LARVAL SETTLEMENT IN HARD SUBSTRATUM EPIFAUNAL ASSEMBLAGES - A MANIPULATIVE FIELD-STUDY OF THE EFFECTS OF SUBSTRATUM FILMING AND THE PRESENCE OF INCUMBENTS

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Abstract

Natural larval settlement on black Perspex settlement panels was analysed for two experiments (1 and 2) conducted amongst epifaunal assemblages beneath pier pilings at Williamstown, Victoria and one experiment at Mornington, Victoria, in southeastern Australia. The overall objectives of this manipulative study were to distinguish experimentally the effects of ''filming'' of the substrata and the presence of previously settled incumbent invertebrates on subsequent larval settlement in the sublittoral. Filming of substrata, whilst largely excluding larval settlement, was permitted by the enclosure of settlement panels within tightly-fitting pouches of plankton gauze of 150 and 236 mu m mesh size. Williamstown 1 and Mornington included only fine-mesh treatments and Williamstown 2 included both coarse and fine mesh-sizes and also an additional treatment in which panels were initially filmed intertidally and then deployed sublittorally. Each experiment was conducted over periods of approximate to 2 wk. For Williamstown 1 filming generally enhanced larval settlement, with the exception of various ascidian species and the erect bryozoan Bugula neritina. Inhibitory effects of incumbents were found for Bugula dentata, the colonial ascidian Trididemnum spp. and Total Settlement: this effect was possibly attributable to Didemnids (excl. Trididemnum spp.). For the repeat of the first experiment (Williamstown 2), Bugula dentata and Serpulins all showed enhanced settlement in response to films developed on panels screened with both mesh sizes. Incumbents inhibited the settlement of Didemnids (excluding Trididemnum spp.) (cf. Williamstown 1) and Encrusting Bryozoans were facilitated. There was no significant difference in sublittoral settlement during the second week of the Williamstown 2 experiment between panels upon which the initial filming was developed either intertidally or sublittorally: settling larvae apparently responded simply to whether or not a substratum was filmed and not to the source of the film, although the possibility remains of rapid modification of the intertidal film to one typical of the sublittoral. At Mornington, Arborescent Bryozoans, Tricellaria occidentalis, Slime Sponges and Spirorbins all showed enhancement of their settlement by filming of the substrata, whereas incumbents significantly inhibited settlement of Didemnids, Microporella sp., Encrusting Bryozoans and Tricellaria occidentalis. The results show clearly the importance of repeating experimental analyses such as these at a given site and of undertaking experiments at different sites. One striking outcome was the marked inhibitory effect on other settlers of Didemnids (excluding Trididemnum spp.) at Williamstown 2. Those ascidians were themselves subject to high levels of post-settlement mortality and, although the cause of their mortality remains unknown, it is possible that the bacteria and ciliates attacking the ascidians were the source of the inhibitory effects on other settlers: these micro-organisms might therefore themselves provide adaptive biological cues indicative of otherwise unfavourable substrata to settling larvae.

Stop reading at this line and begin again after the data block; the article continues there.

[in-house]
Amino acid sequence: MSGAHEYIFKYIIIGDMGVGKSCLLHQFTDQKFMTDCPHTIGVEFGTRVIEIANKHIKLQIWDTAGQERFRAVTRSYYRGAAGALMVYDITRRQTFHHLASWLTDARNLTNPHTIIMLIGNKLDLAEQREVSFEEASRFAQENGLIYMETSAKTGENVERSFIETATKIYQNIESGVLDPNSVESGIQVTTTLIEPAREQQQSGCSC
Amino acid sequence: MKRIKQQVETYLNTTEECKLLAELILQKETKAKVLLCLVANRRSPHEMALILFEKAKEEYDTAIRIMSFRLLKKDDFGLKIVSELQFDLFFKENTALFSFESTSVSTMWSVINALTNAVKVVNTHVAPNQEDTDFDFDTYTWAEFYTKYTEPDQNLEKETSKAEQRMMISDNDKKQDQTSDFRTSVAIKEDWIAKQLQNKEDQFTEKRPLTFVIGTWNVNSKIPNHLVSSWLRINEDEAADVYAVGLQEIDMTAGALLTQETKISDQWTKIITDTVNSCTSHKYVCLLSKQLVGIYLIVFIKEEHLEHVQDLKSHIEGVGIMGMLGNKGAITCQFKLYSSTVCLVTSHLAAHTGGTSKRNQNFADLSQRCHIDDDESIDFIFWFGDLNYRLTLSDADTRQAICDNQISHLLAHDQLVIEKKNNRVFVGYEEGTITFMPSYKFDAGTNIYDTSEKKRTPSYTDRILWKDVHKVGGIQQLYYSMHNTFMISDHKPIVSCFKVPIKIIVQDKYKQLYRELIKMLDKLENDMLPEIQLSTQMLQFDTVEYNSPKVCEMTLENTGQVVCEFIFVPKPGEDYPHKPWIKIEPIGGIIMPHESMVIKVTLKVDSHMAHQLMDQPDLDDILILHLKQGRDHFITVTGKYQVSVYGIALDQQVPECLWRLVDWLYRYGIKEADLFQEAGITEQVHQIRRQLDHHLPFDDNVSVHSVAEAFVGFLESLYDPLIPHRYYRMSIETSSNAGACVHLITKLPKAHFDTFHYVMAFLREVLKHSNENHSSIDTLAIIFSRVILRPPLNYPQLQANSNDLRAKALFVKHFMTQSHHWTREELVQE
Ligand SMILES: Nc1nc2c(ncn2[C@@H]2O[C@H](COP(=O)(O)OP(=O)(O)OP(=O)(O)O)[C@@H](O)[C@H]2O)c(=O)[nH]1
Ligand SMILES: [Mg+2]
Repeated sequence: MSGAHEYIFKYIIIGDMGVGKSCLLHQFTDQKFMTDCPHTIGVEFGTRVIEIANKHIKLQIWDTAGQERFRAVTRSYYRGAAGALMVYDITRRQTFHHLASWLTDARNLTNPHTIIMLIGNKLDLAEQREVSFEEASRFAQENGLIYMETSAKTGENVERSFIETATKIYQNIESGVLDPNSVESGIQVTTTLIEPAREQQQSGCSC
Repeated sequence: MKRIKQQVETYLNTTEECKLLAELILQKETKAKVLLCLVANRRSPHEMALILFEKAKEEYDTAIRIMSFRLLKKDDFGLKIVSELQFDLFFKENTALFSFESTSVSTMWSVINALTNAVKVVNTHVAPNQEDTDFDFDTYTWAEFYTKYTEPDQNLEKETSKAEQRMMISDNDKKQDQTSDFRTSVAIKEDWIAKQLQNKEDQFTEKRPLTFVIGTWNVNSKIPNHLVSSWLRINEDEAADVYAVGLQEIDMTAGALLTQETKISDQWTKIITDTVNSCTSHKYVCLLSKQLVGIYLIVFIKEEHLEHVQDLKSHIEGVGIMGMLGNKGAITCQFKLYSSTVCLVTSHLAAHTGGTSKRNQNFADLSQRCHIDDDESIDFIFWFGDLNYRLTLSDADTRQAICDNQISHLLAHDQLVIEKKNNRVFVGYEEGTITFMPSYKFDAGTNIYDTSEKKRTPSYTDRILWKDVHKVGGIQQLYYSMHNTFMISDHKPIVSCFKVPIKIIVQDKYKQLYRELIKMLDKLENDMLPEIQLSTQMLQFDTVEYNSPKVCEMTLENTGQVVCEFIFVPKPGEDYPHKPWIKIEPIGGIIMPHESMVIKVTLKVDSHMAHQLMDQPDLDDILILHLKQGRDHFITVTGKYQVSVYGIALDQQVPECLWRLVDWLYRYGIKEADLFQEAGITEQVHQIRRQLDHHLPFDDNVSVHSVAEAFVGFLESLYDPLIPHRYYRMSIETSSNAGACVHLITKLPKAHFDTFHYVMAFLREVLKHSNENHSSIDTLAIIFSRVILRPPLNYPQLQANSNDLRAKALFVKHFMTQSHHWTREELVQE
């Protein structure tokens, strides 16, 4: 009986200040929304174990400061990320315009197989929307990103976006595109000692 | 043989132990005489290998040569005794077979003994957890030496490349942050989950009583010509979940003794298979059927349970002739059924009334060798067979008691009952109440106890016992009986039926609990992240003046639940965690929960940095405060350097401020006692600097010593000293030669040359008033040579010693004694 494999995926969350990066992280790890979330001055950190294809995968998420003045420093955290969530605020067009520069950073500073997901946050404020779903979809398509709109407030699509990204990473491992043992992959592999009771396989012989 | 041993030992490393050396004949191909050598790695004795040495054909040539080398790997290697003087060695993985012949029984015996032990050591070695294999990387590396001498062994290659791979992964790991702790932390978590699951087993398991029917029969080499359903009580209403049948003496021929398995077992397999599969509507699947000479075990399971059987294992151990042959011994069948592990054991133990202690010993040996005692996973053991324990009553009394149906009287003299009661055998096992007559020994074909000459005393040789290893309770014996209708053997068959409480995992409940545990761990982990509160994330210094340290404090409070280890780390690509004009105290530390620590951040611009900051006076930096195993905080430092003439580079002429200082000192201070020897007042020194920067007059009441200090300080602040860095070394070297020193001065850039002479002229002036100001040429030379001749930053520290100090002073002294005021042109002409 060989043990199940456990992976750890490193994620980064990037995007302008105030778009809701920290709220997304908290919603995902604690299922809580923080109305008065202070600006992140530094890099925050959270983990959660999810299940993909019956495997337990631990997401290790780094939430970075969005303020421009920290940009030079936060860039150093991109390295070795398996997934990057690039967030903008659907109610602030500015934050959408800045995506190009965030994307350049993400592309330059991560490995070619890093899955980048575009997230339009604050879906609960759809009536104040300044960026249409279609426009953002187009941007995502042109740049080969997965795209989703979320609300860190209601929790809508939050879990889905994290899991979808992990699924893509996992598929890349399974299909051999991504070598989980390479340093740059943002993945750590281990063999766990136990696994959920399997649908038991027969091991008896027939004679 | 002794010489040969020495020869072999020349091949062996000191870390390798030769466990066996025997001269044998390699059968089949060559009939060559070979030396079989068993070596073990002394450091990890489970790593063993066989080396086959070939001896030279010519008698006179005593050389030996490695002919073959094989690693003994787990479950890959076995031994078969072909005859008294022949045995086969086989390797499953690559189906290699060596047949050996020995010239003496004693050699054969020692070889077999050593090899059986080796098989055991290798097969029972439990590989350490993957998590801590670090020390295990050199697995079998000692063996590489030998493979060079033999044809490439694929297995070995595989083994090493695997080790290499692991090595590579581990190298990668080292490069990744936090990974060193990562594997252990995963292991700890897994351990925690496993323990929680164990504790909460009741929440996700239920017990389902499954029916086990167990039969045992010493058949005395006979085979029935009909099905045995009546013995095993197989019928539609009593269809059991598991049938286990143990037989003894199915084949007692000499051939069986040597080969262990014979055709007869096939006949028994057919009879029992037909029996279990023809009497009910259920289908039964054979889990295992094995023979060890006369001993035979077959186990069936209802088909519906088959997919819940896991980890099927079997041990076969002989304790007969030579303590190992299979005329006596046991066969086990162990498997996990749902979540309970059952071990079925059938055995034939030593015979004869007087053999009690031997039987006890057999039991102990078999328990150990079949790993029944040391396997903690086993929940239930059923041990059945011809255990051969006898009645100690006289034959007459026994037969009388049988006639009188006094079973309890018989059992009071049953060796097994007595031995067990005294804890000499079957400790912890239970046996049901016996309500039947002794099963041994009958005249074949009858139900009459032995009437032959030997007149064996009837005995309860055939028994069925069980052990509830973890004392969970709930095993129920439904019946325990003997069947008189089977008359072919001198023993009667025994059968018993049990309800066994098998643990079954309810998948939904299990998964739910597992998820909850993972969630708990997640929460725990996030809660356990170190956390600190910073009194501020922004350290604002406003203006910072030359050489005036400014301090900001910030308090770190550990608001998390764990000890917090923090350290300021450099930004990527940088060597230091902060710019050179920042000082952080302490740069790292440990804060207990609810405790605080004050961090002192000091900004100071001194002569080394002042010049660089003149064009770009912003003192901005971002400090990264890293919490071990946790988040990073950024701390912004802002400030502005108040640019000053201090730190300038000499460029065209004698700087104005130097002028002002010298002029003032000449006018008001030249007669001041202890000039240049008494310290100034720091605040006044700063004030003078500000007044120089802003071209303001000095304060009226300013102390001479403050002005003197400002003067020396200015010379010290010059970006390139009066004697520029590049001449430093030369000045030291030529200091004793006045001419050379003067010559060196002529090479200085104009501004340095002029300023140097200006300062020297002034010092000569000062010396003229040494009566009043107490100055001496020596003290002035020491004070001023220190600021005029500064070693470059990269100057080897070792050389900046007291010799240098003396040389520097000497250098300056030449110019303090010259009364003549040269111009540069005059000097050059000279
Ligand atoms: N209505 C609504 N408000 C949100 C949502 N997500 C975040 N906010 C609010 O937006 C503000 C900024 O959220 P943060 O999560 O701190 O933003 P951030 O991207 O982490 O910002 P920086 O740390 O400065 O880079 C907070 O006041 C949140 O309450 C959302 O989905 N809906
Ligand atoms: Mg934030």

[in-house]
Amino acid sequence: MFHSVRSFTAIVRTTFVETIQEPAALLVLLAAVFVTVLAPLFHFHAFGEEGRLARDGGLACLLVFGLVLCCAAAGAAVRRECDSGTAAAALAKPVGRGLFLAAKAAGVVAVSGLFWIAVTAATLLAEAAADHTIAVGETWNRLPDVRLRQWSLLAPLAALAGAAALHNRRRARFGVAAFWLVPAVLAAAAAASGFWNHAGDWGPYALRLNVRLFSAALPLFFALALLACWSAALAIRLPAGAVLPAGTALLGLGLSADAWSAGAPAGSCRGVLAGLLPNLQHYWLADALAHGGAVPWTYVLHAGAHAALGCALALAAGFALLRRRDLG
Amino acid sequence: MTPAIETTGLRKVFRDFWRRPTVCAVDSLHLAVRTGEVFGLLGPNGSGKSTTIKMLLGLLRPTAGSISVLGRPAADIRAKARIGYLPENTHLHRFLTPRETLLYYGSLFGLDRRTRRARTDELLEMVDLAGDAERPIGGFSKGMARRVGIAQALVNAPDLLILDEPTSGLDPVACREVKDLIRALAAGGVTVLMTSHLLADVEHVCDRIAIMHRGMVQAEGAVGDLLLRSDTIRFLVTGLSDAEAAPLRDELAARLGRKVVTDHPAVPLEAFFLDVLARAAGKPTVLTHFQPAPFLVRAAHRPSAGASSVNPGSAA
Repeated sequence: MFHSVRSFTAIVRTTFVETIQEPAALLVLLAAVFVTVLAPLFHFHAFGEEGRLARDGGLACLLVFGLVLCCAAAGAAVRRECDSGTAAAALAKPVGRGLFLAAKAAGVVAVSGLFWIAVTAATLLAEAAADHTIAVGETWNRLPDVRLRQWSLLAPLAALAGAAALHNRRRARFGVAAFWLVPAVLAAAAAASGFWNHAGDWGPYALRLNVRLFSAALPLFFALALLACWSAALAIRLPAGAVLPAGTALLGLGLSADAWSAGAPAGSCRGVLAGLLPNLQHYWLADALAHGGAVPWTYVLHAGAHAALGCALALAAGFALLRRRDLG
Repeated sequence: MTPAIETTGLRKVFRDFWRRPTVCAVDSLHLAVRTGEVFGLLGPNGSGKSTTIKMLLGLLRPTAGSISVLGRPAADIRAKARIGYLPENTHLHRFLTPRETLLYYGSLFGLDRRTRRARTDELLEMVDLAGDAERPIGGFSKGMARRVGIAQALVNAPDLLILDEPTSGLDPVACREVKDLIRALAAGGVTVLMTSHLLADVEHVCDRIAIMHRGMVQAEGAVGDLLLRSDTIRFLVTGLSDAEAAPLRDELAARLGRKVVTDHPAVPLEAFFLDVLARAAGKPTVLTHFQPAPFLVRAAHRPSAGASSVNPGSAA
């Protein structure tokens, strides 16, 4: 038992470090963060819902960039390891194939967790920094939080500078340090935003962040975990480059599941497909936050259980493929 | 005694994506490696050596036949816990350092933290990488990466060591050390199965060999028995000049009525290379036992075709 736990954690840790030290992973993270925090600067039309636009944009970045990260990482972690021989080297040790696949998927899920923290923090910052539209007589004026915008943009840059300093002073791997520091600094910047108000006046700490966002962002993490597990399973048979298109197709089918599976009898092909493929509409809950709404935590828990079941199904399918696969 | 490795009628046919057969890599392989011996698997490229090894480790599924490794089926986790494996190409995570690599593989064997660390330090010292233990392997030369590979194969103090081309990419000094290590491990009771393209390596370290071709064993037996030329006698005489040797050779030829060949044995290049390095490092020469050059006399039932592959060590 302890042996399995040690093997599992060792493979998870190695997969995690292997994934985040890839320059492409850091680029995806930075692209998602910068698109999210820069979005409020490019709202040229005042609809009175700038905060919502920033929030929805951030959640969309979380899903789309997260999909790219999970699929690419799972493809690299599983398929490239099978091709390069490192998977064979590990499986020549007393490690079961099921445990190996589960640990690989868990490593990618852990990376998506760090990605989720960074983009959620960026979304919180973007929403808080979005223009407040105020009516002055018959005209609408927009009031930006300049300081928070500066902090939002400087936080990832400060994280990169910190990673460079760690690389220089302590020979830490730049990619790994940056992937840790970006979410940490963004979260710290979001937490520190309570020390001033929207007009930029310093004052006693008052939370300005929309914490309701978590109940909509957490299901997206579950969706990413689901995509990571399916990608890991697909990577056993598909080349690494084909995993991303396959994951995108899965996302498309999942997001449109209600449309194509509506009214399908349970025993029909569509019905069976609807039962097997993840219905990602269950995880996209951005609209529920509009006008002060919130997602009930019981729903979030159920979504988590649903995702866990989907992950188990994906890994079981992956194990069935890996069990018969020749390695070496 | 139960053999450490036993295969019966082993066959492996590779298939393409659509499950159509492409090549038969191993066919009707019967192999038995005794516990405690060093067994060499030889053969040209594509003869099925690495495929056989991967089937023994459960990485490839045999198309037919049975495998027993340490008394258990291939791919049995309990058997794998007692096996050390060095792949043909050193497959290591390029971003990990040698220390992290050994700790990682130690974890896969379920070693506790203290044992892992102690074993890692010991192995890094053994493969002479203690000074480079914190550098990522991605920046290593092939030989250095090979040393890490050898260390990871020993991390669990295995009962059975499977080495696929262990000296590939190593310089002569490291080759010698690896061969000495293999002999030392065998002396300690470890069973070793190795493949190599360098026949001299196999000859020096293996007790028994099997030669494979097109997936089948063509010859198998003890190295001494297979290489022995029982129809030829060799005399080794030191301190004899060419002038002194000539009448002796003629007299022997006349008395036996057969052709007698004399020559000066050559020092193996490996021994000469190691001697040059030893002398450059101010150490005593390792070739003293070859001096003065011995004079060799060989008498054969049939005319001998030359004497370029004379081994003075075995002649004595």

Original languageEnglish
Pages (from-to)159-187
Number of pages29
JournalJournal of Experimental Marine Biology and Ecology
Volume181
Issue number2
Publication statusPublished - 8 Sept 1994

Keywords

  • ASSEMBLAGE
  • BACTERIAL FILMING
  • EPIFAUNA
  • HARD SUBSTRATUM
  • LARVAL SETTLEMENT
  • PANEL
  • CRASSOSTREA-VIRGINICA GMELIN
  • MARINE-INVERTEBRATES
  • SESSILE INVERTEBRATES
  • BALANUS-AMPHITRITE
  • MICROBIAL FILMS
  • BRYOZOAN LARVAE
  • BACTERIAL FILMS
  • PATCH SIZE
  • RECRUITMENT
  • METAMORPHOSIS

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